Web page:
John Howard of Shrewsbury purchased an Eco-58-1800-30 collector and some other components in October 2007, and has sent us the following comprehensive report of its installation. John writes:
"Hi Viv, here is a report on my installation, which seems to be working a treat! Thank you for your help and advice. I believe my plumber, Peter Lloyd, was so impressed that he has bought from you as well; maybe there will be more spin-off from these parts for you!"
"I had long thought about going solar but always thought it was far too expensive, might not be effective, and the pay-back time made it unrealistic. Then a friend had a system installed that he obtained from Essential Spark and he said that in the summer period he was getting temperatures in the LOWER part of the cylinder in excess of 65 C ! ; I was impressed! Searching on the Net, I found there were very few companies who would sell the kit on a supply- only basis- the only ones I found were Essential Spark , Navitron, and Eco-nomical. I rang them all and discussed my requirements, and was most impressed by the help and advice I had from Viv at Eco-nomical, so decided to go for them (they are also a bit cheaper !)
Things to consider- is your roof South facing? Do you need planning permission? (in most cases , unless you live in a conservation area, you won’t) Are you prepared to help with the installation? (otherwise it may cost you more than you think!).
I decided to go for the 58mm x 30tube panel so that it would have some effect during the Winter/Spring period also, thus saving on my heating bill then. I also bought a Resol BS4 controller which would control a Variable Pump Speed and a Motorised Valve to a Heat Dump Rad.in the roof to prevent over- heating during heat- waves and for peace of mind whilst on holiday. As I was going to employ the plumber who installed my new boiler and dual coil cylinder to plumb the solar system, I decided to source the other parts locally (apart from the Armaflex high temp. pipe insulation ,which plumbers’ merchants do not stock).
Zilmet Solar Expansion Vessel- high temp. tolerant
Wilo Smart Pump with isolating valves- temp. range to 110C, anti-jamming and very quiet, as it is in a bedroom cupboard
Honeywell motorised valve- 88C temp tolerant (fitted on the Return pipe which is cooler than the Flow)
Calefi solar safety valve- high temp. tolerant and rated to 4 bar.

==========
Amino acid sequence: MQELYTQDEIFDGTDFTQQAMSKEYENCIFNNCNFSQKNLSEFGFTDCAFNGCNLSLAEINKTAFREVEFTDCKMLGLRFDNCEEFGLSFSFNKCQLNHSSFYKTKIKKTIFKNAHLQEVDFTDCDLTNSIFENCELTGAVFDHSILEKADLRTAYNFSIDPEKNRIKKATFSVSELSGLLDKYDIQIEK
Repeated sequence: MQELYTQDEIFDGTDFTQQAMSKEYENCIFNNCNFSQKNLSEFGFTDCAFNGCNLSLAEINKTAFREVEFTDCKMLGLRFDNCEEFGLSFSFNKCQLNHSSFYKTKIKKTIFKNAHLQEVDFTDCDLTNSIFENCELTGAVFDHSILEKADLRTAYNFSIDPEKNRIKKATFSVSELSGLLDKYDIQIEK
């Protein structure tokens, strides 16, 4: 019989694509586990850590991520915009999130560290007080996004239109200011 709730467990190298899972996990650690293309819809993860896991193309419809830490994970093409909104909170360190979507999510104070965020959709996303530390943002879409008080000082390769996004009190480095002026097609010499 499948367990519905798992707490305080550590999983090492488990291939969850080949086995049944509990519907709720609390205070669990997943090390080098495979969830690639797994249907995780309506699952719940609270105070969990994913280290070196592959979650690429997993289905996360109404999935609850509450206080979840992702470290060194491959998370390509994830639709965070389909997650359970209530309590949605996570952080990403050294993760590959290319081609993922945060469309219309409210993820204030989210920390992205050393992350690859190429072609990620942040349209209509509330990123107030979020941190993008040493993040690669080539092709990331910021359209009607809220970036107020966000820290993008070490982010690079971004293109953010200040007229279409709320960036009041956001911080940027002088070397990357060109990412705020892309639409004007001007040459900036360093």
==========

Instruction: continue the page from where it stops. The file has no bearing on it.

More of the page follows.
Thermostatic Mixing Valve- effectively it raises the heat storage capacity of the cylinder, so is also an added safety measure in times of high insolation.
Telford Tempest Duel Coil, Solar Ready, Hot Water Storage Cylinder 300L
Filling Loop- with 2 shut-off valves
Non-return valve – to prevent back flow when the pump is not running- saves heat loss from the cylinder
Drain cock- on lowest point of the system
Pressure Gauge- when filling and also will show any leaks if the pressure drops
Isolating Valves, and various compression fittings
15mm copper pipe- plastic will melt!
Fernox Alphi-11 anti-freeze/ inhibitor 5L- concentrated
Fortunately, the chosen day for installation was fine, sunny, dry and almost windless; it would have been gripping to lift the panel onto the roof in a strong wind!
I was going to lift the panel onto the house roof from the utility room flat roof and assembled a light weight aluminium tower scaffold on it. I had already bolted the
frame to the manifold and fitted the reflectors. The plumber had come the day before and plumbed in the parts into the cupboard and the radiator. in the roof, leaving bare pipe ends for the flow and return connection when the panel was installed.
The plumber had brought his apprentice and between us we managed to haul the panel up 2 ladders, over the top of the tower without damaging the reflectors and onto the roof of the house. Being a climber, I am used to heights, but the plumber was very unsure, so we all belayed ourselves with old climbing ropes to the chimney! We also tied the panel to the chimney to stop it sliding off….